China Residents Make History By Opening First Black Beauty Salon In Beijing

7 comments
February 27, 2013 ‐ By Jazmine Denise Rogers
Source: USA.ChinaCaily.com.cn

Source: USA.ChinaCaily.com.cn

When Beijing resident Martha Makuena and husband Paul Luyeye realized that the Black hair market was severely under-served in China, they made history by deciding to fill in the gap and opening the Paulma Afro Hair Salon, reports BBC. Martha and her husband, who are originally from the Democratic Republic of Congo opened the salon in an effort to offer proper hair care to Beijing’s Black residents, but quickly found that Chinese locals were booking appointments and enjoying the benefits of the salon as well.

“When we go to local salons, they can’t do our hair. Local people’s hair is oily, but our hair dry. We need products to put on our hair, but local salons don’t have them,” Martha revealed to China Daily.

“The idea came to us because my wife has a diploma in hair dressing. She also has a diploma in fashion design. She knows all of these things and the idea came: Why not set up something like this official in Beijing so that we can help the African and African descendents?” said Paul.

“Everyone is welcome to have an African style in their hair. You might be Caucasian or Chinese or Indonesian. If you like our style, you are welcome and we can do it,” he continued.

Martha revealed that she moved to China in 1998, just two years after her husband’s job transferred him there. All of her children were born in China. For her, a large part of doing business in China is knowing the language, which she speaks fluently.

“Doing business in China is just a matter that you understand each other, the most important thing is the language. You have to understand and once you understand the language, you can understand the person… They don’t look at me as African, they look at me as a person… doing business,” she said.

Paul also shared that establishing a business in China was a bit challenging as investors are eluctant about entrusting their money to foreign businesses.

“It was not that easy. It was as hard as every company in China, as a foreign company when you want to invest, you have to go through a long process…I know it wasn’t easy, but if it were easy, everyone would do it.”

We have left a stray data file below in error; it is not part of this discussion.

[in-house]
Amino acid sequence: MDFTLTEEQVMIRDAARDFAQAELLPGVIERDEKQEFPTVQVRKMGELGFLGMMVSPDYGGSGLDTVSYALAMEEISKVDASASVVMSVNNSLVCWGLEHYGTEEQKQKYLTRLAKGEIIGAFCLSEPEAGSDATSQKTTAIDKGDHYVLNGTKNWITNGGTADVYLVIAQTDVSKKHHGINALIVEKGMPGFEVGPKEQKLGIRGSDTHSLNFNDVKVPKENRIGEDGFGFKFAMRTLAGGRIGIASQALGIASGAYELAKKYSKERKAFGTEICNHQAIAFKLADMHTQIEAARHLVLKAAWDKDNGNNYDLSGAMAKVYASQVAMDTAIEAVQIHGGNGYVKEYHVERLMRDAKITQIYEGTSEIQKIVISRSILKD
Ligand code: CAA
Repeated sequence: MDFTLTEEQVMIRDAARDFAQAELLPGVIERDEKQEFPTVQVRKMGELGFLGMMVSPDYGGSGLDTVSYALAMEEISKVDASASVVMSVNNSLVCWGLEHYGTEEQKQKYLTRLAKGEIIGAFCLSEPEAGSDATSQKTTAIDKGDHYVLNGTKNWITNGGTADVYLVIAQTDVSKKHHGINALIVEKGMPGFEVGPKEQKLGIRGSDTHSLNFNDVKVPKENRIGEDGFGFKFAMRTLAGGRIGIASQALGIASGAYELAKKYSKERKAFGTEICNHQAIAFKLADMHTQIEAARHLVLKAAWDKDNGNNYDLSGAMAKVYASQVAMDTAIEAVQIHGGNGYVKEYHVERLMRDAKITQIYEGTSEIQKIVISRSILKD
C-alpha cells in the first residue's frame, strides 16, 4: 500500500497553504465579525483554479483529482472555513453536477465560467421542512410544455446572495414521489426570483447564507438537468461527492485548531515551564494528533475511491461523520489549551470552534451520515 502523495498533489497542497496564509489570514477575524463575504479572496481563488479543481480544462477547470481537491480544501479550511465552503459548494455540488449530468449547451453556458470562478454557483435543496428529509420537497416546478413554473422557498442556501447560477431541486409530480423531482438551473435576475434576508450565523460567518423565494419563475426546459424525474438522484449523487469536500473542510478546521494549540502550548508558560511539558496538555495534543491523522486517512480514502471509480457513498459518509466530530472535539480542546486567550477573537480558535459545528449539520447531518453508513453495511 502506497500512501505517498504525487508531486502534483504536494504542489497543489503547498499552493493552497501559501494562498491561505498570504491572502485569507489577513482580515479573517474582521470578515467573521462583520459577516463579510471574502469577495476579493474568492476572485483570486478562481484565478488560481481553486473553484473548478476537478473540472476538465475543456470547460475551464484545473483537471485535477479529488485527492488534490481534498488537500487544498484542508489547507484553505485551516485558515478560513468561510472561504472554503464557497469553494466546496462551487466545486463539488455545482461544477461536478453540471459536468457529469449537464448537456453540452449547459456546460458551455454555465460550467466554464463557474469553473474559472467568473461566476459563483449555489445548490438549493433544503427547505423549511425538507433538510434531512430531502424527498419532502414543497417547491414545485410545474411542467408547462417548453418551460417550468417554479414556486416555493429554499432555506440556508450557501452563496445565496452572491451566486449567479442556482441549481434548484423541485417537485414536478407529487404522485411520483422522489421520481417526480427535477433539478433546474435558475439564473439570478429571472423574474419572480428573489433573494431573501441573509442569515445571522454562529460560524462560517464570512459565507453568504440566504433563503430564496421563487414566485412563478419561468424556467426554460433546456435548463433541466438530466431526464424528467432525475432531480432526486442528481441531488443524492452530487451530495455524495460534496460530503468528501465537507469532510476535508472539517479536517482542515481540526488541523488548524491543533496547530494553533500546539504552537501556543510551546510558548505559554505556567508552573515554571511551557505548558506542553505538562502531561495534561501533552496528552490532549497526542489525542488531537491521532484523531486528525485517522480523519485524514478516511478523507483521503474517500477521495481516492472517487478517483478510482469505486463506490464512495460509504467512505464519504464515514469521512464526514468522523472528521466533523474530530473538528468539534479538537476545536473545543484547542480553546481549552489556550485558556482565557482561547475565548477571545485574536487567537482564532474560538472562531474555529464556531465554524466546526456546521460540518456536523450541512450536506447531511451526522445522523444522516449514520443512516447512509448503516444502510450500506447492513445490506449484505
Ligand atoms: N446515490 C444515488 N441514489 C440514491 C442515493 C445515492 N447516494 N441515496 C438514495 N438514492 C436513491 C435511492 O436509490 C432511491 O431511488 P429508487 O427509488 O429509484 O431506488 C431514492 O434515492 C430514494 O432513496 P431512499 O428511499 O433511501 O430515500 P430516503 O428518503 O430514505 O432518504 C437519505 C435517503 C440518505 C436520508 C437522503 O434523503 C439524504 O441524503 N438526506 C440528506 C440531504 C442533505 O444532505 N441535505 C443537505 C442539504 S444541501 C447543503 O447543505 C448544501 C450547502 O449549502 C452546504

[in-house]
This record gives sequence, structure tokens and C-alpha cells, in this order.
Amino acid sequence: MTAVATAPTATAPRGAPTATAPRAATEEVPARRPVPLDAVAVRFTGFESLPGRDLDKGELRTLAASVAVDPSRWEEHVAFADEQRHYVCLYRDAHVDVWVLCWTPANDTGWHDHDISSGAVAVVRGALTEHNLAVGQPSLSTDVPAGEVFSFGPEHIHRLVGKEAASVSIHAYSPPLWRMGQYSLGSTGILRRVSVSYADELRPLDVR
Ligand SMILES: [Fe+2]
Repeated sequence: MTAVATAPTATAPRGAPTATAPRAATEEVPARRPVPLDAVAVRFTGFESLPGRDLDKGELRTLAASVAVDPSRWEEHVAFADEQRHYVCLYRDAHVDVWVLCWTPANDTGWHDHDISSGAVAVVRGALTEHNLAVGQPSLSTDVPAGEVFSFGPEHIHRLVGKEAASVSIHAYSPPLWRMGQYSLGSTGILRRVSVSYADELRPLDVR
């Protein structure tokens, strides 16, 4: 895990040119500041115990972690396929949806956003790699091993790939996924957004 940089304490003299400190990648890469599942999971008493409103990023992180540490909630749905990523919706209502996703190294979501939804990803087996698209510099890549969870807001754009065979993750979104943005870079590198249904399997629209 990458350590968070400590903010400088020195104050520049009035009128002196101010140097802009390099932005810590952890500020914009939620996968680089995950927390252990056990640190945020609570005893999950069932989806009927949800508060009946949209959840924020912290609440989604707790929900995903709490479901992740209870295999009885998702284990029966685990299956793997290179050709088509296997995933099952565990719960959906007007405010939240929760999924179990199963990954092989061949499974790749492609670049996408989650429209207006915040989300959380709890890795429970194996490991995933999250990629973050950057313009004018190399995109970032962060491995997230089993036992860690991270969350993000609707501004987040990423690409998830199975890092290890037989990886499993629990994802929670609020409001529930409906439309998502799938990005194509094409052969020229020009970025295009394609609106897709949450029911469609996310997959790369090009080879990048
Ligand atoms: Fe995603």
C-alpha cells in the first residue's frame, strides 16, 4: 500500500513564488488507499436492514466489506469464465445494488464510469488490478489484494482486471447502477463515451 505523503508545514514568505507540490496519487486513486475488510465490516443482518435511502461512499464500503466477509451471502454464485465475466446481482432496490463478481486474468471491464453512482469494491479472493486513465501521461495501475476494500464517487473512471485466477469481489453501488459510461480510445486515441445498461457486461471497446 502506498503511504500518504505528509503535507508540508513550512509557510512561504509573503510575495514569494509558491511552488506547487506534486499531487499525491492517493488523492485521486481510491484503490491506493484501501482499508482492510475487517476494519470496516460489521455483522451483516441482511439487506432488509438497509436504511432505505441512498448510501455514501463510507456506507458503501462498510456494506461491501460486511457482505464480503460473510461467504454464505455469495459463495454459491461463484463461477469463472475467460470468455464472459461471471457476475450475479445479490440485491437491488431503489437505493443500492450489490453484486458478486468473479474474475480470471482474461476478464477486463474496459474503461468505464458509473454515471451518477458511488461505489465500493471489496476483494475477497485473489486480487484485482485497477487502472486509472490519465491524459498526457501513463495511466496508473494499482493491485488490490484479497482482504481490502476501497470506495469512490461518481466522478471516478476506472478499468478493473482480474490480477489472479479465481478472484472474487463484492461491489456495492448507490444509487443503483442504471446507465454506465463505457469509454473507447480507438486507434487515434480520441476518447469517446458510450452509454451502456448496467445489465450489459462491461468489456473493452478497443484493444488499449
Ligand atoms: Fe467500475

The Paulma Afro Hair Salon currently employs three women who are all from the Democratic Republic of Congo.

Amazing!

Check out Martha and Paul’s interview with BBC on the next page. 

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  • http://www.youtube.com/user/jaheartsjonas Jay

    Awesome! I’ve always been interested in anything related to China and Asia and always wondered how it would be visiting as a Black person and now this makes me want to visit right now because apparently we are accepted and common there like Caucasian “laowais” (foreigners). I’d love to study Mandarin in Beijing!

  • http://www.facebook.com/barbara.codner Barbara Codner

    Genius!! #makethatdough

  • Candacey Doris

    Good for them! There are a lot of black people in China and this could be a very good business to have.

  • rita

    This is less monumentous than you are making it out to be. There has always been a decent amount of black hair being done there (there has been an African community there for some time, not to mention black expats from the US), just stylist going to people’s houses.

    • MsT

      Apparently people of African descent were being underserved, so they opened their salon. For them and others of African descent in China who had nowhere to go to get their hair done, this *is* monumentous. Smh, there’s always a crab-in-the-barrel…

  • sammi_lu

    I bet they are going to make a killing!

  • Nope

    I guess it makes sense to be closer to the source of the product.